Exam Tips by Annette J Dunlea
Published in Carrigdhoun Newspaper 22nd May 2010 p.24
Exam time for secondary and college students is looming again so here are some survival tips. The secret to exam success is preparation and time management. As early as possible write a revision timetable and stick to it. Do your revision in a nice well lit and ventilated room and take breaks of fifteen minutes every four hours. Read past exam papers and study them for patterns. Familiarize yourself with the paper’s layout, wording and the required amount of questions to be answered. Any words you do not understand look up in the dictionary. Practice doing sample questions and time yourself. Divide the three hours into the amount of compulsory questions and note your time allocation per question. During your revision list any questions you need to ask your teacher. You could also organise a study group with your friends to provide motivation and support for one another. You could meet up in your local library.
Retain your student number and exam timetable in a safe place. The night before an exam get eight hours sleep. Do not stay up overnight as you will be exhausted and lack concentration in the exam. Rise early on the morning of your exam, have a light breakfast and bring water, mints and your stationery for your exam. Allow yourself plenty of time to arrive to your examhall. Arrange to meet good friends and avoid nervous people that could panic you. On entering exam hall inhale a deep breath and listen to your inner self and positive thoughts. Practice positive mantras: I Can Do This and I Am Great.
Upon receiving the exam paper read it briefly in total. Identify the questions you want to answer. Turn over the exam paper to see if there is anything written on the back. Put your hand up and ask the supervisor for a second copy for your rough work. Make sure your student number and paper title is written on all copies and loose paper, include and number all rough work. Select the questions you want to answer. Read them carefully and break them down into sections. On rough work copy draw a spider web for each question put topic in the middle and draw lines listing each point you want to include. Do this for all questions. Tick off the sections as you answer them. Write your best question first into your answer book and your weakest in the middle and end on a strong answer. This it to commence with and end with a good impression by the examiner. Write neatly and clearly identify all question numbers and subsections. If you cannot finish a question leave a blank space and come back to it at the end of the exam. There are more points for the first half of a question that the end of the previous question so if you are running out of time start the next question. If you find you cannot complete the paper just simply write running out of time and list the rest of the answer in a points. If you can supplement any question with a drawing do so. At the end of the exam read your answers, check spellings and double check you answered all required questions.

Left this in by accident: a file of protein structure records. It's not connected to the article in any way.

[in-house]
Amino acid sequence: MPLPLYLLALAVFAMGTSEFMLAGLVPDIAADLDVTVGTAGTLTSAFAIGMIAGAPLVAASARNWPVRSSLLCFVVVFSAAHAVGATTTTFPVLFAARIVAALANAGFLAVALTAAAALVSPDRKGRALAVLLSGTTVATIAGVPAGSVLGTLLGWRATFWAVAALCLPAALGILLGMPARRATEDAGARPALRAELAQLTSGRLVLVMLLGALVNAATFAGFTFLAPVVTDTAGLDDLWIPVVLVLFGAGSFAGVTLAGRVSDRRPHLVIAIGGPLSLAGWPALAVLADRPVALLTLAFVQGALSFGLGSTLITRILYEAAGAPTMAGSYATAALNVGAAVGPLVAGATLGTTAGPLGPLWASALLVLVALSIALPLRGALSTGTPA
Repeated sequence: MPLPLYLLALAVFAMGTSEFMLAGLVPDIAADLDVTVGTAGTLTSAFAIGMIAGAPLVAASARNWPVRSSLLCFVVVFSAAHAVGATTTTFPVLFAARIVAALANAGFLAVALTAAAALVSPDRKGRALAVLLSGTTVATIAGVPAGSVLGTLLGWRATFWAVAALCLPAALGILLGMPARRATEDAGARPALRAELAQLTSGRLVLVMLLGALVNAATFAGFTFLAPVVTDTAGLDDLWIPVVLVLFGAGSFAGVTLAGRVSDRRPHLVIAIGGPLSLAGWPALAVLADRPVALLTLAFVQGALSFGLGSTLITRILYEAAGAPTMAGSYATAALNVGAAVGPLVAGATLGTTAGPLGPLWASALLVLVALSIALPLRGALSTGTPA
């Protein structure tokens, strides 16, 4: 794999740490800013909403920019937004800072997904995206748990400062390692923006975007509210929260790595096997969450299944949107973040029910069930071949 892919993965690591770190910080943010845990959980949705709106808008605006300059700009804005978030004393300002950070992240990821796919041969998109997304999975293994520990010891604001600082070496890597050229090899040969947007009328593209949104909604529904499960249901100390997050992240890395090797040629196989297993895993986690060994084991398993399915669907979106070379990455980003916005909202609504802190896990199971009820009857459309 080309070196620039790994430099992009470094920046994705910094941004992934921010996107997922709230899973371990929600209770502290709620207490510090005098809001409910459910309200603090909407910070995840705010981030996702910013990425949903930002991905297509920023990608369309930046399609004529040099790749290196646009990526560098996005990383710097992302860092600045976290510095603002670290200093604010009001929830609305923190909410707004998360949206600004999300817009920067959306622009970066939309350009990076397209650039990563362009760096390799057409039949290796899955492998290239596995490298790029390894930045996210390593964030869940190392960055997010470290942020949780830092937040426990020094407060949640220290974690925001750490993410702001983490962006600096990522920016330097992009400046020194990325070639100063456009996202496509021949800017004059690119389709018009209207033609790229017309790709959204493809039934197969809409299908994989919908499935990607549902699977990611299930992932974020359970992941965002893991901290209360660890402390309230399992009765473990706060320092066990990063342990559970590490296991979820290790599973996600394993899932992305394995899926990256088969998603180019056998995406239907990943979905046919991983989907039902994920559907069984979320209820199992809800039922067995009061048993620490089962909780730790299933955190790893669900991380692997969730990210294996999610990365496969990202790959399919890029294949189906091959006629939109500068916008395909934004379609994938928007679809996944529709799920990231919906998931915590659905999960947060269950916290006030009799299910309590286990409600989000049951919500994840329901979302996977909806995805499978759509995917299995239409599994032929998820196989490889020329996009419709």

Exam halls are open long cold places and body temperature can change when your under pressure so where a warm jumper or cardigan you can take off later if need be. Try to stay positive and relax and concentrate on doing your best. During your exams eat properly and be sure to take plenty of fluids. Exercise is a great way of relaxing and pumping oxygen throughout the body. Do what you enjoy: jog, swim, walk the dog or play football. Remember to take time out for yourself and allow time to chill. Different people have different calming methods to counteract stress: yoga, meditation, listen to music or burn essential oils. Be selfish don’t allow people to monopolise your time and don’t engage in post mortems of completed exams. Once an exam is over forget about it, you cannot change what you have written. Each day begin with a fresh open mind to a new paper as an opportunity to show all the information you know. Practice and perfect the creative visualisation technique it is a great calming method. Imagine you have written a great paper and imagine you have got the grade you wanted. Retain that feeling and retain it in your memory.
Avoid large meals, drugs and alcohol during exams. Revise methodically during the exams. Eat a varied and healthy diet: plenty of grains, red meat, dark leafy vegetables, beans, cereal bars, seafood and fresh fruit. Drink lots of fresh orange juice, milk, bottled water and avoid too many over stimulants tea, coffee and Red Bull and these can affect sleep patterns and concentration. Have a relaxing aromatherapy bath before you go to bed at night. Good stress relieving oils are: roman camomile, bergamot, frankincense, geranium jasmine, lavender, orange blossom, rose otto, sandalwood and vetivert. In the event that a candidate is suffering from severe stress contact the school chaplain or family gp. Stress can be a positive thing it helps focus the mind and pump adrenalin. Exams are an opportunity to show the knowledge you have learned in class. Preparation and time management are key to exam success. Stay positive and attempt all questions and do your best. Your best is good enough. The best of luck to all candidates.
Causes Annette Dunlea Supports
The National Council of The Blind, Ireland